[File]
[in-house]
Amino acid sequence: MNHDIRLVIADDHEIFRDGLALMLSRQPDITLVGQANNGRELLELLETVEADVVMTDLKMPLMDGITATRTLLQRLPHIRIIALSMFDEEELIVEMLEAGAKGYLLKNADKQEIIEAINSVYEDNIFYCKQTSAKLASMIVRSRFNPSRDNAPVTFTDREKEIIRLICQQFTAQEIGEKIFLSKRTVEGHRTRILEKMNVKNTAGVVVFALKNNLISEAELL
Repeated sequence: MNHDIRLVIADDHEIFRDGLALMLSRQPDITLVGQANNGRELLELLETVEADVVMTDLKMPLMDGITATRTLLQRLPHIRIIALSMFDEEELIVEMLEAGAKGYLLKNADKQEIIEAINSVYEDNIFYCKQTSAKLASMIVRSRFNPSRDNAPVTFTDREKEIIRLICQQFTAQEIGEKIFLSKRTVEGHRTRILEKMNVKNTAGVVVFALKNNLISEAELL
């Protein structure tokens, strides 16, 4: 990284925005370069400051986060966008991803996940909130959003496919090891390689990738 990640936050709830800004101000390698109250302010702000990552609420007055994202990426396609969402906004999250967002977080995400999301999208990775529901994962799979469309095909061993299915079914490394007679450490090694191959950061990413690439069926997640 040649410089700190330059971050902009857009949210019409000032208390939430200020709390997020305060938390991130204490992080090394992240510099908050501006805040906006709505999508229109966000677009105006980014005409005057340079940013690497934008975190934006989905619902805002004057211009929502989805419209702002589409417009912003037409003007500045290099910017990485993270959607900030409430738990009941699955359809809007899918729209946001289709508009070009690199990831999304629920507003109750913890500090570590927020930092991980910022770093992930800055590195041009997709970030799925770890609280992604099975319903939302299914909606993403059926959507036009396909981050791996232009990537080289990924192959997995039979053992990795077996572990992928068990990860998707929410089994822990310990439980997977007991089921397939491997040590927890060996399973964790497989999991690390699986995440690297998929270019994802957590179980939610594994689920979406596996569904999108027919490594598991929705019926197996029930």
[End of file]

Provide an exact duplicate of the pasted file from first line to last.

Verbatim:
[in-house]
Amino acid sequence: MNHDIRLVIADDHEIFRDGLALMLSRQPDITLVGQANNGRELLELLETVEADVVMTDLKMPLMDGITATRTLLQRLPHIRIIALSMFDEEELIVEMLEAGAKGYLLKNADKQEIIEAINSVYEDNIFYCKQTSAKLASMIVRSRFNPSRDNAPVTFTDREKEIIRLICQQFTAQEIGEKIFLSKRTVEGHRTRILEKMNVKNTAGVVVFALKNNLISEAELL
Repeated sequence: MNHDIRLVIADDHEIFRDGLALMLSRQPDITLVGQANNGRELLELLETVEADVVMTDLKMPLMDGITATRTLLQRLPHIRIIALSMFDEEELIVEMLEAGAKGYLLKNADKQEIIEAINSVYEDNIFYCKQTSAKLASMIVRSRFNPSRDNAPVTFTDREKEIIRLICQQFTAQEIGEKIFLSKRTVEGHRTRILEKMNVKNTAGVVVFALKNNLISEAELL
């Protein structure tokens, strides 16, 4: 990284925005370069400051986060966008991803996940909130959003496919090891390689990738 990640936050709830800004101000390698109250302010702000990552609420007055994202990426396609969402906004999250967002977080995400999301999208990775529901994962799979469309095909061993299915079914490394007679450490090694191959950061990413690439069926997640 040649410089700190330059971050902009857009949210019409000032208390939430200020709390997020305060938390991130204490992080090394992240510099908050501006805040906006709505999508229109966000677009105006980014005409005057340079940013690497934008975190934006989905619902805002004057211009929502989805419209702002589409417009912003037409003007500045290099910017990485993270959607900030409430738990009941699955359809809007899918729209946001289709508009070009690199990831999304629920507003109750913890500090570590927020930092991980910022770093992930800055590195041009997709970030799925770890609280992604099975319903939302299914909606993403059926959507036009396909981050791996232009990537080289990924192959997995039979053992990795077996572990992928068990990860998707929410089994822990310990439980997977007991089921397939491997040590927890060996399973964790497989999991690390699986995440690297998929270019994802957590179980939610594994689920979406596996569904999108027919490594598991929705019926197996029930």